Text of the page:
It was a measure of Ibelin’s increased status that no one objected to him summoning a session of the High Court. Technically, only the seneschal of the kingdom could do that, but Edessa had also died. The surviving members of the Court seemed relieved by Ibelin’s initiative and hastened to comply with his summons. The barons and bishops took over the church of St. Helena, and their knights guarded the entrances and the streets around. In addition to Ibelin himself, representing not just Ibelin but his brother’s baronies of Ramla and Mirabel and his wife’s dower of Nablus, the secular lords present were the Prince of Galilee and the barons of Haifa, Sidon, Scandelion, Caesarea, Sebaste, and Hebron. Conspicuously absent were Toron and Oultrejourdain (both baronies held in personal union by Humphrey), Tripoli, now held by Bohemond of Antioch, Caymont, which was vacant, and Beirut and Nazareth, whose lords had remained at the siege of Acre after the other barons left.
It was the lords of the Church, however, that had the greater role to play if Isabella was to be freed of Toron and allowed to remarry. With the Patriarch dead, the senior churchman of the Kingdom was the Archbishop of Tyre, but he was still in the West. The Archbishops of Caesarea and Nazareth were at the siege. The slaughtered Bishop of Acre had not yet been replaced, and this left the Bishops of Lydda, Bethlehem, Hebron, Sebaste, and Sidon to represent the heads of the Latin Church in Jerusalem. That was five of the nine bishops, but the absence of all three archbishops meant they did not represent a majority of the ecclesiastical lords on the High Court—unless the Archdeacon of Tyre’s claim to represent his Archbishop was accepted.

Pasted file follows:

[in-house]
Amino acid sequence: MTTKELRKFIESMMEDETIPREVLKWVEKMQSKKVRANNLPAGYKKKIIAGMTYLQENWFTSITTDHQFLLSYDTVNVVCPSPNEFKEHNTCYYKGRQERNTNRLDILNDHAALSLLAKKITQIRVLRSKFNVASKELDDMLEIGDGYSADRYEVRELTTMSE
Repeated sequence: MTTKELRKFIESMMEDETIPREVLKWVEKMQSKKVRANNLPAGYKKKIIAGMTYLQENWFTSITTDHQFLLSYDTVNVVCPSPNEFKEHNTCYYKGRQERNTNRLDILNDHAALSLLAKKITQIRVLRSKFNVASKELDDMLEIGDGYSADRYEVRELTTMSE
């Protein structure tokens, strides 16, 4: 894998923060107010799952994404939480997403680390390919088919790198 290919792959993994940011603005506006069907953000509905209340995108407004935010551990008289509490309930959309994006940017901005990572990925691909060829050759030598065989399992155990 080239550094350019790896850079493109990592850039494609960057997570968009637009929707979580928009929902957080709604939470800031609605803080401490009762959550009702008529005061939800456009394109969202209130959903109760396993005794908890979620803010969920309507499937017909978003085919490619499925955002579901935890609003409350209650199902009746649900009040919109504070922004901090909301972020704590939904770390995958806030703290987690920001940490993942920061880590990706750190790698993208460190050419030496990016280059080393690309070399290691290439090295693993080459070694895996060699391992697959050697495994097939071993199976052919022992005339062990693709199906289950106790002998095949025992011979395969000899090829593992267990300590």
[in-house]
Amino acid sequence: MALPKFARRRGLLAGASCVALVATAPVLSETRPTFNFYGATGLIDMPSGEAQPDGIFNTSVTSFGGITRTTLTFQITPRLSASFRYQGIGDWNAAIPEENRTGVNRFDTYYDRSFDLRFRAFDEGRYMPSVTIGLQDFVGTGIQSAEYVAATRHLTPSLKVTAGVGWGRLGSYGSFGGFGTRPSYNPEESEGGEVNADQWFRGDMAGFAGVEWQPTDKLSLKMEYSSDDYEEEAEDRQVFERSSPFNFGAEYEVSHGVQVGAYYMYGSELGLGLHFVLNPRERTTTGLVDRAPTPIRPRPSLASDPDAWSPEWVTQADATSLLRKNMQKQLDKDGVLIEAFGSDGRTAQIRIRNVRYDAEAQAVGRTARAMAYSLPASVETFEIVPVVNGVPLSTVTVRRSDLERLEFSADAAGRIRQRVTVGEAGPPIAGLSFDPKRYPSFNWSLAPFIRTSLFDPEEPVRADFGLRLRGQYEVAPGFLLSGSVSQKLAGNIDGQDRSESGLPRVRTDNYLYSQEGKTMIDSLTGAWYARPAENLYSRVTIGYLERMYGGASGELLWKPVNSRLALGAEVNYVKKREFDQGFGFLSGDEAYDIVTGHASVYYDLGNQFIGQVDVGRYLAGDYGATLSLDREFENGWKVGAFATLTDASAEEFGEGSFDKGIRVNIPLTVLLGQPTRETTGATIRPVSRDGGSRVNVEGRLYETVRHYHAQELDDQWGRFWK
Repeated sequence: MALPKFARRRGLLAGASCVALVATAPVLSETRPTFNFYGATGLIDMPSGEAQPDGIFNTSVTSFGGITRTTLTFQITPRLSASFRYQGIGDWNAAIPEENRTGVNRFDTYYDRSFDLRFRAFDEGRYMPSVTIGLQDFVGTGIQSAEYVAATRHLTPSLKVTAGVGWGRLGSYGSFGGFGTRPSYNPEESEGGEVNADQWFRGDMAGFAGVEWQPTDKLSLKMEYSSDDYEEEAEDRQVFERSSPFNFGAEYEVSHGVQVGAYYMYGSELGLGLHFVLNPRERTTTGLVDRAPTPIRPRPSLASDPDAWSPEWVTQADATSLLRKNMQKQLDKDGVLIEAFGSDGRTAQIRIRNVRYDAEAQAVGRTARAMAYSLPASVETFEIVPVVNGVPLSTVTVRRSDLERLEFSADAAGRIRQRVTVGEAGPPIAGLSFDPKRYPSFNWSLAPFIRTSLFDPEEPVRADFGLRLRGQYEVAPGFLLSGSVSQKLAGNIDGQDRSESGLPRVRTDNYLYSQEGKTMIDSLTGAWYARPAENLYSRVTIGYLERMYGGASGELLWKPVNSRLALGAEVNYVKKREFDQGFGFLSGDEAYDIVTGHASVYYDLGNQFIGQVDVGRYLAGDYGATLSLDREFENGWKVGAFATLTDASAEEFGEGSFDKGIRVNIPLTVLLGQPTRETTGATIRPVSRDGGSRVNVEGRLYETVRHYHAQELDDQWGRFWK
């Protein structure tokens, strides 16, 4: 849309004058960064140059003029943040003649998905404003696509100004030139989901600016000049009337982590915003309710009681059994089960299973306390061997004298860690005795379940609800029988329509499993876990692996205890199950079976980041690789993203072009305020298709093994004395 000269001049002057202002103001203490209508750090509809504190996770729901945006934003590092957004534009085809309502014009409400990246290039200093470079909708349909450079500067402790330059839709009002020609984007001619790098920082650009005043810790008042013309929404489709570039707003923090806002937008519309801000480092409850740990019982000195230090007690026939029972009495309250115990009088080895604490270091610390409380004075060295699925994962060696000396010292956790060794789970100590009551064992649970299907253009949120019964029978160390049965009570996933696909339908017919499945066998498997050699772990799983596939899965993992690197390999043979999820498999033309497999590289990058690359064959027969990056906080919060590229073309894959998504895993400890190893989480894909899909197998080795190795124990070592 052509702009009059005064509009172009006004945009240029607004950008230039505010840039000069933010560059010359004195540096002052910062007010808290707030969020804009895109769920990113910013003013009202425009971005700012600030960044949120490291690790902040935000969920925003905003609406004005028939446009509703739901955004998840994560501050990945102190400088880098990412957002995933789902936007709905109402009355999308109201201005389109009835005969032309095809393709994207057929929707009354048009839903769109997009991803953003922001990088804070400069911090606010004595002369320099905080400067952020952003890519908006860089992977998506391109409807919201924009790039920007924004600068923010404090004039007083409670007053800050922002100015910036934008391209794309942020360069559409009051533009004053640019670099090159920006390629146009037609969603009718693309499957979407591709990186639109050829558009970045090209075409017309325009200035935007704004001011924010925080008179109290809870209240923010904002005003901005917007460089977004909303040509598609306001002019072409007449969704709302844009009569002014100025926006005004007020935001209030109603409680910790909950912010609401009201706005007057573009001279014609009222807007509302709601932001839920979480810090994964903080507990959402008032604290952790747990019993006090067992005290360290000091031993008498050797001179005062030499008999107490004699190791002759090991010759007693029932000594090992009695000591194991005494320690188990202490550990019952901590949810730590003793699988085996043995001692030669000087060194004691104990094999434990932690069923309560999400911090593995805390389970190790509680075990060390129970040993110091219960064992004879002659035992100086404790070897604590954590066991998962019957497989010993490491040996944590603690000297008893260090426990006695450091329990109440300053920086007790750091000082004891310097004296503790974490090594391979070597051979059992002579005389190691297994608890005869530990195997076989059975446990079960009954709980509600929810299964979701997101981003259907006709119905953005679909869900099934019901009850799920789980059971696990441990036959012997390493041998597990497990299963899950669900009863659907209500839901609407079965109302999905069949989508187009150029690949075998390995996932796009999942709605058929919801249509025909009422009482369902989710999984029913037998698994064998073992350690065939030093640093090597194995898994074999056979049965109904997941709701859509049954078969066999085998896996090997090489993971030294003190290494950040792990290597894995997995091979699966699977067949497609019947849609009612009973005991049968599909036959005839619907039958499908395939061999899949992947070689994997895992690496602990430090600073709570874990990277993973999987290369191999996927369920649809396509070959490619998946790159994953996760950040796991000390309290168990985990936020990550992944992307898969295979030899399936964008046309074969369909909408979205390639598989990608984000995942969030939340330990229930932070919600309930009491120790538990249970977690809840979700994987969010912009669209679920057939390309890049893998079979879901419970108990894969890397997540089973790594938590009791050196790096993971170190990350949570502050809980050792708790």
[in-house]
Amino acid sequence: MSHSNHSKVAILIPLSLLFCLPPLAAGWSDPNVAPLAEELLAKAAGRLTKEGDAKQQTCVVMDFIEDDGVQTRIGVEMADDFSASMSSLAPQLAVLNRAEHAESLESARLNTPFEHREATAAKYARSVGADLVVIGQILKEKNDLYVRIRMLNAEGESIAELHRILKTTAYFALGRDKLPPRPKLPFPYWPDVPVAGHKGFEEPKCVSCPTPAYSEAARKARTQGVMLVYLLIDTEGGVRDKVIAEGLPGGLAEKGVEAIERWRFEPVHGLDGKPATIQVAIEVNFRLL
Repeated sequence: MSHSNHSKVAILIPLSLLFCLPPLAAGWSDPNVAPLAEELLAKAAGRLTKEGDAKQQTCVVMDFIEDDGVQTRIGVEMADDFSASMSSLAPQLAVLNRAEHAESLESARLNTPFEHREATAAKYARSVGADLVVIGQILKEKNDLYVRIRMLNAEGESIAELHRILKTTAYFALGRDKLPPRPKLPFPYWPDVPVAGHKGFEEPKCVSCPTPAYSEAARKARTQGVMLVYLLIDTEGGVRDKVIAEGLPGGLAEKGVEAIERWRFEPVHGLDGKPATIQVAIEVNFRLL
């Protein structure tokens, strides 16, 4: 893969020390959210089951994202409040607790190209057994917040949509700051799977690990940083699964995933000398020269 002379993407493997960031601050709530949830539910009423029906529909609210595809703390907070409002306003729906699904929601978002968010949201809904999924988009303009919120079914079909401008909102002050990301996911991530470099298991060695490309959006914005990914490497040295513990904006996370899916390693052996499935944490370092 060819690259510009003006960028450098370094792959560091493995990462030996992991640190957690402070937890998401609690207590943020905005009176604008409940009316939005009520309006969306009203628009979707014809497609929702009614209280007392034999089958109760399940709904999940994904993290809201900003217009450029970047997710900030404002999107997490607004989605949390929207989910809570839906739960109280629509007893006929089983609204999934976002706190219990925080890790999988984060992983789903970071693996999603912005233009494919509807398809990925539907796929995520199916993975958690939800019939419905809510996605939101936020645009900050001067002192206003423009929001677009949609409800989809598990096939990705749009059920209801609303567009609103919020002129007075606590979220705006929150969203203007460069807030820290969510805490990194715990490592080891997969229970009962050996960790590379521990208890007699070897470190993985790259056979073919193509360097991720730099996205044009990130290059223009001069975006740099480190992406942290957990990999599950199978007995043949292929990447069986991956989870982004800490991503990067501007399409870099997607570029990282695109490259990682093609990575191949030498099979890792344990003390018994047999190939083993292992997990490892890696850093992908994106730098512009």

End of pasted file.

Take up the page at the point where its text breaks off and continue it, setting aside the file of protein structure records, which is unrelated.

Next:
After the Bishop of Bethlehem had led them in prayers, begging the Almighty’s grace and blessings on their deliberations and decisions, Ibelin opened the proceedings by reminding his peers of the death of their Queen and her daughters. He then asked if there was agreement on who her heir was. Isabella was named at once, but Lydda noted that Guy had been anointed King and would therefore have the right to reign until he died, arguing that Isabella was the heir apparent, not the Queen.
This view was immediately challenged by the secular lords, who unanimously rejected Guy. “He should never have been King in the first place!” Haifa insisted, backed forcefully by Tripoli’s stepson William of Tiberias, now nominally Prince of Galilee. The fact that Guy had been crowned without the approval of the High Court was brought up next, followed by the reminder that Sibylla had lied to most of the bishops in the room about her intention to set Guy aside and take another consort. All these painful past defeats ignited new indignation. When Hattin was mentioned, immediately followed by descriptions of Lusignan’s equally terrible leadership in the siege of Acre, the mood became so hostile to Lusignan that the Bishop of Sebaste felt compelled to remind the assembled lords that they were here to discuss the succession, not indulge in diatribes against Lusignan.
“The point, my lord Bishop,” Ibelin noted into the ensuing pause, “is that the secular lords are not prepared to acknowledge Guy de Lusignan as King of Jerusalem. He ruled by right of his wife only, and she is dead. Her half-sister Isabella, the daughter of King Amalric, is the rightful Queen of Jerusalem.”
This time no one contradicted him, but the Bishop of Hebron pointed out, “In that case, Humphrey of Toron is by right of his wife the next King.”
This provoked a roar of indignant contradiction and protest, particularly from those who had been imprisoned with him, including Haifa, Hebron, and Galilee. As Ibelin had predicted, the barons were just as unanimous in rejecting Humphrey as they had been in rejecting Guy. The notion of taking oaths of fealty to Humphrey was compared to lunacy, heresy, and treason.